From: Gary Braden
June 3, 2017
As someone that submitted comments from the beginning of the DOL Fiduciary Rule process it was almost like they had selective hearing infection as they disregarded comments that did not fit their goals/agenda. Of course the fee management side originally supported the concept totally until they read between the lines that just because they use fee management doesn’t mean they would not incur “unquantifiable” liability under the class action and civil law suit processes of the Fiduciary Rule.
For registered persons the BIC or the BIC waiver offers little “protection” from the lawyers looking to litigate anything for a quick settlement regardless of how much they put their clients’ interests above everything else. The rule was written by lawyers for lawyers. I have had many of my clients for over 20 years and having looked at all the angles can’t see how I will be able to serve them once the DOL fiduciary Rule is fully implemented and it makes me ill to basically tell them I will no longer be able to serve them and the problem is that I can’t recommend a replacement for me as we are all in the same boat. My having this opinion concerning the DOL rule has prevented me from taking any new clients in the last 18 months as I have told perspective clients that it would not be right for me to take them as clients and then have to tell them I can no longer serve them because of the DOL rule. I am not worried about a client complaint about my long standing service to them but how do you protect yourself from frivol ace law suits and the legal fees that you will incur. Even if you win the legal fees will consume your business.
Rather than a lengthy email let me see if I can discuss in brief bullets:
- Simple math points out that the break even between the client paying a onetime 5% commission on mutual fund purchase (normal or IRA accounts) versus paying a 1% fee (or higher) on all assets under management breaks even in less than 5 years but the 1% fee never goes away.
- Commissionable mutual funds have break points where typically a customer pays a 2% commission on $500,000 and no commission on investments over 1 million dollars. Most fee managers won’t even take a client will less than a million dollars in investable assets. A customer buying a million dollars of mutual fund shares from one fund company does not pay any sales charge in most cases. The representative may get paid 1% out of mutual fund company assets on a million dollar sale and then a portion of the .25% 12B1 fee to provide future service to the client.
- If you wanted to make the broker/dealer side of the equation similar to the fee side simply restrict retirement accounts sales to Class C shares. No front end sales charge and unless the client liquidates shares in less than 12 months there is no charge. Less than 12 months and the fund company charges a 1% fee typically. DO THIS AND ALL THE REGULATORS WILL FEEL FINE BUT THE CLIENT LOSES since around the 5th year or less the 1% 12B1 fee results in the costs starting to exceed the sales charge to the client over the long term holding period the total costs to the client are significantly higher as LIKE FEE MANAGEMENT the 1% 12B1 fee never stops versus a onetime commission paid up front. In fact, my brokerage firm has policies in place not allowing representatives to use class C shares for larger invested amounts that qualify for break points on the sale without the client signing a statement acknowledging the additional costs they could incur.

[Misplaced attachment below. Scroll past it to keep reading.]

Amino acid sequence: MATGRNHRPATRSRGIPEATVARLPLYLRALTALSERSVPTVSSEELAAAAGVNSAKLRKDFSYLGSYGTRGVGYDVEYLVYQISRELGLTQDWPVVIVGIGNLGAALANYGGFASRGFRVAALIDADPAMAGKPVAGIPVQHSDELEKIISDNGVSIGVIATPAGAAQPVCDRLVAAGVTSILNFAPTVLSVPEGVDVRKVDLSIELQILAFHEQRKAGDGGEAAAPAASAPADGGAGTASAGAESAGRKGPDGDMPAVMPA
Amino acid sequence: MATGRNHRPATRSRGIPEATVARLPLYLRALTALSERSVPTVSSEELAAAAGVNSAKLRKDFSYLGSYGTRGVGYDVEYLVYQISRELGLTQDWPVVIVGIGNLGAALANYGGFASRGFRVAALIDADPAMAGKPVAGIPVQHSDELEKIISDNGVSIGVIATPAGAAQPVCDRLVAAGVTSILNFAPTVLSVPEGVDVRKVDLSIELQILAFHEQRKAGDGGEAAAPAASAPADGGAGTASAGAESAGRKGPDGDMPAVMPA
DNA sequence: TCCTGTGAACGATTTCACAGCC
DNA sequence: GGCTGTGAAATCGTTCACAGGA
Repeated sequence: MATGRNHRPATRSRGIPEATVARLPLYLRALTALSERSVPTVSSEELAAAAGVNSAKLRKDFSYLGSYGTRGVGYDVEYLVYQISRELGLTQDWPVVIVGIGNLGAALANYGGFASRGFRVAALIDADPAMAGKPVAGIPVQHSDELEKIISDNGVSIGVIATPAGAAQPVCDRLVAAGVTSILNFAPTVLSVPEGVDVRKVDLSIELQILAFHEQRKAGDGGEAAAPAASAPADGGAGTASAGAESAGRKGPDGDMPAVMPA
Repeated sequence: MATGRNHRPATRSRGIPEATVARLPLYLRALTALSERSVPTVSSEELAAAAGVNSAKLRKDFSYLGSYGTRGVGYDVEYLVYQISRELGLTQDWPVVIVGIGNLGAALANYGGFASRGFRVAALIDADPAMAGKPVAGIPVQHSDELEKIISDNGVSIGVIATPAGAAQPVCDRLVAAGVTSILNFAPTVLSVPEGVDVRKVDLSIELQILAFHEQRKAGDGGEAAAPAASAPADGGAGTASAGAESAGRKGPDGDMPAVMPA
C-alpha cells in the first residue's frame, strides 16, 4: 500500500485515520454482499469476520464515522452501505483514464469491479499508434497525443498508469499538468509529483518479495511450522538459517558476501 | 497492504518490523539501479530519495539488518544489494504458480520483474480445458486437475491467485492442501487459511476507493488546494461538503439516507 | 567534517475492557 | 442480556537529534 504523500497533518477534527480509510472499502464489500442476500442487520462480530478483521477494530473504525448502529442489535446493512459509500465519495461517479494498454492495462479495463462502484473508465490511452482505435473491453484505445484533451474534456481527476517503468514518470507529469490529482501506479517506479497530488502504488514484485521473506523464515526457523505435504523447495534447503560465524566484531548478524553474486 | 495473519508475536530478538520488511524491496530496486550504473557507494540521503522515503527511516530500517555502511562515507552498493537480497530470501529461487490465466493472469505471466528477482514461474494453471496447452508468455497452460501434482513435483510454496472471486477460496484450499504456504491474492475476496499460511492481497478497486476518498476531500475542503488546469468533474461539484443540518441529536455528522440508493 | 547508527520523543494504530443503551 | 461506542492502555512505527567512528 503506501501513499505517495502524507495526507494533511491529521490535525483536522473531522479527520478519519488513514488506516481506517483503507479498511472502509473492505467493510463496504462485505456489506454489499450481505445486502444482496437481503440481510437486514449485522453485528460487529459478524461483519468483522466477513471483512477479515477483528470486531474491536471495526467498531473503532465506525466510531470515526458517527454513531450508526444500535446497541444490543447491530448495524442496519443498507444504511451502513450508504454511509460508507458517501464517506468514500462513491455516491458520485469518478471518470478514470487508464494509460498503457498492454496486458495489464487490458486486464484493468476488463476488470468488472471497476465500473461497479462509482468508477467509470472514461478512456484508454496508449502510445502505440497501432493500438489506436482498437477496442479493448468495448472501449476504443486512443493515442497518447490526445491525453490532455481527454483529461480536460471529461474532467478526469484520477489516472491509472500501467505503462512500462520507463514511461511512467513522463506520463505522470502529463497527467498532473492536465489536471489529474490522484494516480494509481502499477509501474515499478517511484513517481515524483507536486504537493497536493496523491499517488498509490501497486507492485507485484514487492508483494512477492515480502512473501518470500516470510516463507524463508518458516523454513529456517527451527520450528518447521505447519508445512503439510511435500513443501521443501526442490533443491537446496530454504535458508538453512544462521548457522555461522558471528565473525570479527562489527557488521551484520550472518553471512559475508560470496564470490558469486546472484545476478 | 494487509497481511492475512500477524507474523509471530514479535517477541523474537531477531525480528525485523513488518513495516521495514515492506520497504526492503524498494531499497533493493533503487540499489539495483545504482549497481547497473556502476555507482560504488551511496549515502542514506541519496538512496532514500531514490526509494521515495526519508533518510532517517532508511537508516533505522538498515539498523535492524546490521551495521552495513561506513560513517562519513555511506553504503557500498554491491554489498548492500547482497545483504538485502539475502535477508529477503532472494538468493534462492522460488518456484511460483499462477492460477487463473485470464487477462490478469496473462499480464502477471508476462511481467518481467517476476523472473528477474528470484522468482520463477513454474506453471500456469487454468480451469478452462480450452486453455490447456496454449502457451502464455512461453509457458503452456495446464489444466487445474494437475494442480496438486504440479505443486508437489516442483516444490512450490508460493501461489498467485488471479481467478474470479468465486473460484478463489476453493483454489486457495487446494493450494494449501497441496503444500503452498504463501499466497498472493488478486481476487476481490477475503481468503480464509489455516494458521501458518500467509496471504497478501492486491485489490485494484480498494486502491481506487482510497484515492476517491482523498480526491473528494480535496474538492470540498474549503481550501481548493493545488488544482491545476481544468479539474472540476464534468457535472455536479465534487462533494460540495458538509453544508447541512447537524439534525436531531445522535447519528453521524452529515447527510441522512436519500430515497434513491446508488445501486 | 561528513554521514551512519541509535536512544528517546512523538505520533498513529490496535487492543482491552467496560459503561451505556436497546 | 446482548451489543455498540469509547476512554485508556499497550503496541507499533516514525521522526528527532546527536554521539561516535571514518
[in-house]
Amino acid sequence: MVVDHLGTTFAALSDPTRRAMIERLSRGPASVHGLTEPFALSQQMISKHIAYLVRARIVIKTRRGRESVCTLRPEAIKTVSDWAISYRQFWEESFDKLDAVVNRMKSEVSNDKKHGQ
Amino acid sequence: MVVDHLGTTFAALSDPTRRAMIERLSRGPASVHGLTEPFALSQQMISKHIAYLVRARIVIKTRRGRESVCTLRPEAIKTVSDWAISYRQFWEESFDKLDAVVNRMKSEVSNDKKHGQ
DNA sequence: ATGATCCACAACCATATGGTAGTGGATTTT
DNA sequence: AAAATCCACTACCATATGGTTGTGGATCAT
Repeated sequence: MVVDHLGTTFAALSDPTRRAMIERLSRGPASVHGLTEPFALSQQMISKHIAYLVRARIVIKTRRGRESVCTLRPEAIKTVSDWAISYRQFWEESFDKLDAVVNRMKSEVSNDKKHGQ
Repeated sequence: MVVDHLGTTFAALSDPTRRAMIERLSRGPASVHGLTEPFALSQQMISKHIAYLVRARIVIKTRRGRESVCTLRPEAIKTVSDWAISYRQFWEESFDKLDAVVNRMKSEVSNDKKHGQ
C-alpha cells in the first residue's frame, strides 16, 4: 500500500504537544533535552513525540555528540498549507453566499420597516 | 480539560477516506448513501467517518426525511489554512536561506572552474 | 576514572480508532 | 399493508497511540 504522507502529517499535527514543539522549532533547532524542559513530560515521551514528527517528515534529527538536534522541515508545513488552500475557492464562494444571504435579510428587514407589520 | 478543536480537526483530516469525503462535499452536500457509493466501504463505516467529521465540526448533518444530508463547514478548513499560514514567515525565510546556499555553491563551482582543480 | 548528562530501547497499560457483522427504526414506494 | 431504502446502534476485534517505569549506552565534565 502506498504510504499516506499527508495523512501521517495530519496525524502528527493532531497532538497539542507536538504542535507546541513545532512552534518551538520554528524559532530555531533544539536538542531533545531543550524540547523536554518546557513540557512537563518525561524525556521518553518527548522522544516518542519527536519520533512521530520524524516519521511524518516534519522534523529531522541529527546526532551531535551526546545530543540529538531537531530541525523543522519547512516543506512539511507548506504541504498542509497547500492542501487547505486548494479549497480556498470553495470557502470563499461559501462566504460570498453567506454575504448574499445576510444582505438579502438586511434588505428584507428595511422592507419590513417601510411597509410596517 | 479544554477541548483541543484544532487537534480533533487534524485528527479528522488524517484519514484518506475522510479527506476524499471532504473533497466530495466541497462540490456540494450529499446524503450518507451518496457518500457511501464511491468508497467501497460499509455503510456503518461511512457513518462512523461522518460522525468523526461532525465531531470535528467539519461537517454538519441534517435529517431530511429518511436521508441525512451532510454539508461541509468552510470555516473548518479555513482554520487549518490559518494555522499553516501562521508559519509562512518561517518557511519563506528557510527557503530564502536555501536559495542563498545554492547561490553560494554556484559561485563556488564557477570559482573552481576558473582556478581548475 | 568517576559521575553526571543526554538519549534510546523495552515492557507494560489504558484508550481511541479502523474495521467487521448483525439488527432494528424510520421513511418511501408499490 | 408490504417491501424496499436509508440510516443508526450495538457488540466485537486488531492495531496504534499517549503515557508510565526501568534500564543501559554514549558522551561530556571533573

- The fee management side will gladly take the larger clients with sufficient assets but smaller clients will no longer be supported by a human advisor. Look at what the larger brokerages are doing. Either they are cutting the smaller clients loose or developing some sort of computer ROBO system and having smaller clients sign some sort of waiver to not hold the brokerage liable for future investments and no longer provide any sort of personal advice to those clients. Since retirement accounts represent less than 5% of the business at some large brokerages they have simply cut that part of their business.
- I have over 20 years in the business and have never had a client disappointed with my service let alone some sort of complaint and would not be worried about one of my clients initiating a legal action but the Fiduciary Rule moves the process from Arbitration to Civil and Class action law suits. Ask the people that provide E&O insurance if they have figured out what that liability is for a registered person and how much it is going to cost.
- DOL is not responsible for IRAs. The Internal Revenue Service is. The SEC and FINRA and all the state insurance regulators are responsible for regulating the various products in question so where does the DOL get off regulating beyond their prevue?? I have to ask. How is DOL going to regulate the Rule they have made??? Let the lawyers do it!
- We have all read President Trump’s memorandum concerning the DOL Fiduciary Rule and it states that if the rule affects a short list of issues then it needs to either be modified or eliminated and as it now stands it violates every issue raised by the president.
Obviously the list could be much longer but these points should be enough to stop moving down this path resulting in many Americans losing any source of advice other than a book or computer program.